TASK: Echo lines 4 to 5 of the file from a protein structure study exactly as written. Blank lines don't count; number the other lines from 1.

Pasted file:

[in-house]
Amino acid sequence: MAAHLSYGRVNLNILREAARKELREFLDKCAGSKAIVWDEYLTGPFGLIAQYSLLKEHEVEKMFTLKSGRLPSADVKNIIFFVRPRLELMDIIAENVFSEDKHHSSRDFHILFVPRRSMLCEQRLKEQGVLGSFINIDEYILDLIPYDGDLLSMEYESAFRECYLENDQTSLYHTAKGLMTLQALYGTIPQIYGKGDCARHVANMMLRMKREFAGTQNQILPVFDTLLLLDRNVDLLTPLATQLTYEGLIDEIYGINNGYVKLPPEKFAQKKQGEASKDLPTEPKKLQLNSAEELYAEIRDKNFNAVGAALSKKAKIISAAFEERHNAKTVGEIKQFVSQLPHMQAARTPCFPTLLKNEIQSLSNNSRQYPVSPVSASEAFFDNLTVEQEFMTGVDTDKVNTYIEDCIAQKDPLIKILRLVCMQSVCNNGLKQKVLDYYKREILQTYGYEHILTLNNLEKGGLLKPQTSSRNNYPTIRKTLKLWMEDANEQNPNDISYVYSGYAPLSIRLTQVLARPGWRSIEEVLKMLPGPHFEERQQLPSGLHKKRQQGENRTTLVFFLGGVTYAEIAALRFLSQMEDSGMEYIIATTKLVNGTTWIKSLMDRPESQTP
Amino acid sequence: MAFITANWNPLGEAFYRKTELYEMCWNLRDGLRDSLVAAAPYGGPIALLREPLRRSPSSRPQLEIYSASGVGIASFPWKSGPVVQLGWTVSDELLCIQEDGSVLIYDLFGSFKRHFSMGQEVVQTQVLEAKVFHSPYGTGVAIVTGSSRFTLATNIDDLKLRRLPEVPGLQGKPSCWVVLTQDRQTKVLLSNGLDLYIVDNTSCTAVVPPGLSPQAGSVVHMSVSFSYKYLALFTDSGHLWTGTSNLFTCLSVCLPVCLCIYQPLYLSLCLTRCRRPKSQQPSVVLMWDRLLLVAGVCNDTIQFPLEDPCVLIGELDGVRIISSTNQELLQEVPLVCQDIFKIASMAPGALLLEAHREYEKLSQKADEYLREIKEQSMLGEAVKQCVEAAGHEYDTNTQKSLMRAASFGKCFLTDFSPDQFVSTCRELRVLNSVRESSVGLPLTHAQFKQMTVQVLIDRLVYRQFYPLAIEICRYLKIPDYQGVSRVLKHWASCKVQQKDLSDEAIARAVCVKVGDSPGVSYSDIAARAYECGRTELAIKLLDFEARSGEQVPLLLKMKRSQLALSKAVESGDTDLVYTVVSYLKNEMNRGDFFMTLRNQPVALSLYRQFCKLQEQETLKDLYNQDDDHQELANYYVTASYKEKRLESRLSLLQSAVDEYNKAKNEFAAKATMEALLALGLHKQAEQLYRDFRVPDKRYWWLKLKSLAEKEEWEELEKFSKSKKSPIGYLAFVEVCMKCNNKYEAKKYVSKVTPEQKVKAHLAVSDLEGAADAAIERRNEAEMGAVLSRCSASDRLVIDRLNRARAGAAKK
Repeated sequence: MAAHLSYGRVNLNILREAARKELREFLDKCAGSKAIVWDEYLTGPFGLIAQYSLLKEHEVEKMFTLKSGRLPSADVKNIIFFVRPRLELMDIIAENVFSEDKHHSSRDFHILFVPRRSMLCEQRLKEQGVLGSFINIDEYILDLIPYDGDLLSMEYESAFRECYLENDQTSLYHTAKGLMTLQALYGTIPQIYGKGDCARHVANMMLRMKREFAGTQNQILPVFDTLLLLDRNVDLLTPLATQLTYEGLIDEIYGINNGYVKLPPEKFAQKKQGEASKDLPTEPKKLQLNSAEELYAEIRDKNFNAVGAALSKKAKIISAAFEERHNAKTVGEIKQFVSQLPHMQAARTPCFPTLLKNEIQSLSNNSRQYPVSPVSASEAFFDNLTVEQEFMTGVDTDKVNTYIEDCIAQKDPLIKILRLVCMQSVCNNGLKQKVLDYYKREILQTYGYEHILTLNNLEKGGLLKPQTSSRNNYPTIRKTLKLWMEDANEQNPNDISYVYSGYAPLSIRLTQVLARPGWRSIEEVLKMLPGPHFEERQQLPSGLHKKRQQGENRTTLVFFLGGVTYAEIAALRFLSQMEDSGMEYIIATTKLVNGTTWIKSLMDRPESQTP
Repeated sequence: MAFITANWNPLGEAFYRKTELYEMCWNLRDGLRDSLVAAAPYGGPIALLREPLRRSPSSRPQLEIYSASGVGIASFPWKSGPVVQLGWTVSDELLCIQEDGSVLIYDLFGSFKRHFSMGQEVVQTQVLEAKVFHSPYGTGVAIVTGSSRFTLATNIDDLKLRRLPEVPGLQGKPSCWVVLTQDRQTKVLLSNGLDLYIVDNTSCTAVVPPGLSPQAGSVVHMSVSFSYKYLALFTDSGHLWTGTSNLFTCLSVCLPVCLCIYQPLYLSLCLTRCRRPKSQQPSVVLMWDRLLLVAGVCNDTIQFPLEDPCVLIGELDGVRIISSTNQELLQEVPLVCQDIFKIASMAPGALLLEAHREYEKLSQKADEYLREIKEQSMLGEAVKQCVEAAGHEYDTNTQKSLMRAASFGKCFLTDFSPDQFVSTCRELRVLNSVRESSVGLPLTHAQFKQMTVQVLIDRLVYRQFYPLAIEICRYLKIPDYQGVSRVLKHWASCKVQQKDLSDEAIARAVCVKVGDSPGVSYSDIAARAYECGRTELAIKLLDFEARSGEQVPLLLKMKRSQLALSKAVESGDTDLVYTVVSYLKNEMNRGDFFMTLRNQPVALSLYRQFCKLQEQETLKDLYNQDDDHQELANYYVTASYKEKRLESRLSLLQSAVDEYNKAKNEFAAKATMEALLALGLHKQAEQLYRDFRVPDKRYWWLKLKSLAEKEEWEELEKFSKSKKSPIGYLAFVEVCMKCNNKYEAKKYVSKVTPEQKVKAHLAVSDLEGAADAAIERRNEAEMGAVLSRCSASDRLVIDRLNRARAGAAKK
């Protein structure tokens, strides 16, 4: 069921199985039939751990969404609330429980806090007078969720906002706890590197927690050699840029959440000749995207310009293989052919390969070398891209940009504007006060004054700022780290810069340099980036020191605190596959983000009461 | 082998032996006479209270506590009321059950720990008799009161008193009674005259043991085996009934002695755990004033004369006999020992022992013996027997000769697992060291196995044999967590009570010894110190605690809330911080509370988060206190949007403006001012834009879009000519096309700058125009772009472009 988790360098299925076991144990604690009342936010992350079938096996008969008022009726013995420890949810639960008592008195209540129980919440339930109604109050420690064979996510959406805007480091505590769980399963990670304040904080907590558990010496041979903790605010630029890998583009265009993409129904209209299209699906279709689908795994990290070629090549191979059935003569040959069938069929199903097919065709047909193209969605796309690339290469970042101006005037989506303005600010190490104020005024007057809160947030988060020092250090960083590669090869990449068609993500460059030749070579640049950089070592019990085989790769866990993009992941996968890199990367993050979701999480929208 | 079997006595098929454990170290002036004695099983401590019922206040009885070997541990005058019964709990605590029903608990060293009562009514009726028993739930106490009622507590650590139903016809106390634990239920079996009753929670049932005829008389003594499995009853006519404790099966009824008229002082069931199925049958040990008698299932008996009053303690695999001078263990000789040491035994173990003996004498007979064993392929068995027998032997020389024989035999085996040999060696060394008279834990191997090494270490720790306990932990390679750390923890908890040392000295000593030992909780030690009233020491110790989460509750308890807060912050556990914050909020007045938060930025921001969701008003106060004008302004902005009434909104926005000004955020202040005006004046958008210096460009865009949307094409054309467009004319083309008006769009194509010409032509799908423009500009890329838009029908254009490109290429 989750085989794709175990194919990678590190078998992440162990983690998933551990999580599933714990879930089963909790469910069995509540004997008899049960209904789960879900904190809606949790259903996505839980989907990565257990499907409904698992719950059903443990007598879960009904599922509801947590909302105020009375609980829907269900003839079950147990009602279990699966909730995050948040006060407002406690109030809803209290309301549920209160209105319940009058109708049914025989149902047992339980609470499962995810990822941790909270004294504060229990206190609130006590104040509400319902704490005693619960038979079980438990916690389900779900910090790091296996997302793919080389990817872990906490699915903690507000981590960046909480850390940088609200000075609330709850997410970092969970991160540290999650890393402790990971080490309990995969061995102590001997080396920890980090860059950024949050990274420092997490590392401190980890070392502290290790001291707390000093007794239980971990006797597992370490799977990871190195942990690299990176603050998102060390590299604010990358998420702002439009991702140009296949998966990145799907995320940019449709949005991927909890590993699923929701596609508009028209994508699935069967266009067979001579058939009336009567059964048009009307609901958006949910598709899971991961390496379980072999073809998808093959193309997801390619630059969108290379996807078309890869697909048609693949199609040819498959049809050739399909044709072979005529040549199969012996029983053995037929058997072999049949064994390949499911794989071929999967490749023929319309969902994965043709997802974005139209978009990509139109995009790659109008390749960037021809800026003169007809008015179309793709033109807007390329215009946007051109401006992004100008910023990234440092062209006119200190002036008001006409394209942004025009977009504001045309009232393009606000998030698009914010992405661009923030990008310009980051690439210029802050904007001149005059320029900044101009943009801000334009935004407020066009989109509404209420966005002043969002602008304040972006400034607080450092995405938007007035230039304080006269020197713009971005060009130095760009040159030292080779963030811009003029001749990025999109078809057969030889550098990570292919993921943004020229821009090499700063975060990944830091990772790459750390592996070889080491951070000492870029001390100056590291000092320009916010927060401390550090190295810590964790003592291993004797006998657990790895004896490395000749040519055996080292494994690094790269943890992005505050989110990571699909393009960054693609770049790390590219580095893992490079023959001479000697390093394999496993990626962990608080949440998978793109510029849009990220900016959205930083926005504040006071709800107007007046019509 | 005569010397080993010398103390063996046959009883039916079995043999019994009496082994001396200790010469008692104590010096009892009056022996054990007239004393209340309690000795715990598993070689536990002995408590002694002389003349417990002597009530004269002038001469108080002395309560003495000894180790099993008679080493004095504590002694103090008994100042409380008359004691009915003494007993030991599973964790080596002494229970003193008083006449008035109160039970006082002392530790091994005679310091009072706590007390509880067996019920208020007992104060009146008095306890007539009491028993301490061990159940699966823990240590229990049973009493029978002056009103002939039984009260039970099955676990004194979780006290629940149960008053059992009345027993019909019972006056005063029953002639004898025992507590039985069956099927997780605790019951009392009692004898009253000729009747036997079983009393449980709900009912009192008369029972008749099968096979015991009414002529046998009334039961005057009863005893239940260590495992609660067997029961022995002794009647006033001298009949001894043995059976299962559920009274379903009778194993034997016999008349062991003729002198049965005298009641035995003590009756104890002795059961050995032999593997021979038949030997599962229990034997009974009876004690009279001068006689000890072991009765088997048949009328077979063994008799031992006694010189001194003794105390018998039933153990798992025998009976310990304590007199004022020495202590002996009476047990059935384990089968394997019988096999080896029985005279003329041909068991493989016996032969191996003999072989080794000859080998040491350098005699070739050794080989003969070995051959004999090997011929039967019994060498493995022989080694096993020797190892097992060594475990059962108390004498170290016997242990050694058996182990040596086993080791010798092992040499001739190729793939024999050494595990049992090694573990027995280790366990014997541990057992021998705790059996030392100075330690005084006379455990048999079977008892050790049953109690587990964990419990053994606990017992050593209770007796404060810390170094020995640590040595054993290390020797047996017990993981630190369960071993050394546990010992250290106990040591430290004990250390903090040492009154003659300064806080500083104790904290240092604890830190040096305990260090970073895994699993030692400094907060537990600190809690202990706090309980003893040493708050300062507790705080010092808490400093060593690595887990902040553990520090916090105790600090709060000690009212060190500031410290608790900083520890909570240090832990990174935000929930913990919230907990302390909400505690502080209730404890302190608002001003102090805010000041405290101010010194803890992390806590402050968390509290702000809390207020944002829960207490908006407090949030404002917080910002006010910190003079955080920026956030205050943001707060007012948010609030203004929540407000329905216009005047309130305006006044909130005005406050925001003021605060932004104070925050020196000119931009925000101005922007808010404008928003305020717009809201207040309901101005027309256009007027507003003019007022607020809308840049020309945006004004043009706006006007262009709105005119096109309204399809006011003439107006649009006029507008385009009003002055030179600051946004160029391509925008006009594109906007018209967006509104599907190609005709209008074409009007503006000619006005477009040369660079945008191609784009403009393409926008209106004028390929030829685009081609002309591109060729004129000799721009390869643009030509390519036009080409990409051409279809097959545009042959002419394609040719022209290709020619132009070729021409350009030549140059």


Repeated sequence: MAAHLSYGRVNLNILREAARKELREFLDKCAGSKAIVWDEYLTGPFGLIAQYSLLKEHEVEKMFTLKSGRLPSADVKNIIFFVRPRLELMDIIAENVFSEDKHHSSRDFHILFVPRRSMLCEQRLKEQGVLGSFINIDEYILDLIPYDGDLLSMEYESAFRECYLENDQTSLYHTAKGLMTLQALYGTIPQIYGKGDCARHVANMMLRMKREFAGTQNQILPVFDTLLLLDRNVDLLTPLATQLTYEGLIDEIYGINNGYVKLPPEKFAQKKQGEASKDLPTEPKKLQLNSAEELYAEIRDKNFNAVGAALSKKAKIISAAFEERHNAKTVGEIKQFVSQLPHMQAARTPCFPTLLKNEIQSLSNNSRQYPVSPVSASEAFFDNLTVEQEFMTGVDTDKVNTYIEDCIAQKDPLIKILRLVCMQSVCNNGLKQKVLDYYKREILQTYGYEHILTLNNLEKGGLLKPQTSSRNNYPTIRKTLKLWMEDANEQNPNDISYVYSGYAPLSIRLTQVLARPGWRSIEEVLKMLPGPHFEERQQLPSGLHKKRQQGENRTTLVFFLGGVTYAEIAALRFLSQMEDSGMEYIIATTKLVNGTTWIKSLMDRPESQTP
Repeated sequence: MAFITANWNPLGEAFYRKTELYEMCWNLRDGLRDSLVAAAPYGGPIALLREPLRRSPSSRPQLEIYSASGVGIASFPWKSGPVVQLGWTVSDELLCIQEDGSVLIYDLFGSFKRHFSMGQEVVQTQVLEAKVFHSPYGTGVAIVTGSSRFTLATNIDDLKLRRLPEVPGLQGKPSCWVVLTQDRQTKVLLSNGLDLYIVDNTSCTAVVPPGLSPQAGSVVHMSVSFSYKYLALFTDSGHLWTGTSNLFTCLSVCLPVCLCIYQPLYLSLCLTRCRRPKSQQPSVVLMWDRLLLVAGVCNDTIQFPLEDPCVLIGELDGVRIISSTNQELLQEVPLVCQDIFKIASMAPGALLLEAHREYEKLSQKADEYLREIKEQSMLGEAVKQCVEAAGHEYDTNTQKSLMRAASFGKCFLTDFSPDQFVSTCRELRVLNSVRESSVGLPLTHAQFKQMTVQVLIDRLVYRQFYPLAIEICRYLKIPDYQGVSRVLKHWASCKVQQKDLSDEAIARAVCVKVGDSPGVSYSDIAARAYECGRTELAIKLLDFEARSGEQVPLLLKMKRSQLALSKAVESGDTDLVYTVVSYLKNEMNRGDFFMTLRNQPVALSLYRQFCKLQEQETLKDLYNQDDDHQELANYYVTASYKEKRLESRLSLLQSAVDEYNKAKNEFAAKATMEALLALGLHKQAEQLYRDFRVPDKRYWWLKLKSLAEKEEWEELEKFSKSKKSPIGYLAFVEVCMKCNNKYEAKKYVSKVTPEQKVKAHLAVSDLEGAADAAIERRNEAEMGAVLSRCSASDRLVIDRLNRARAGAAKK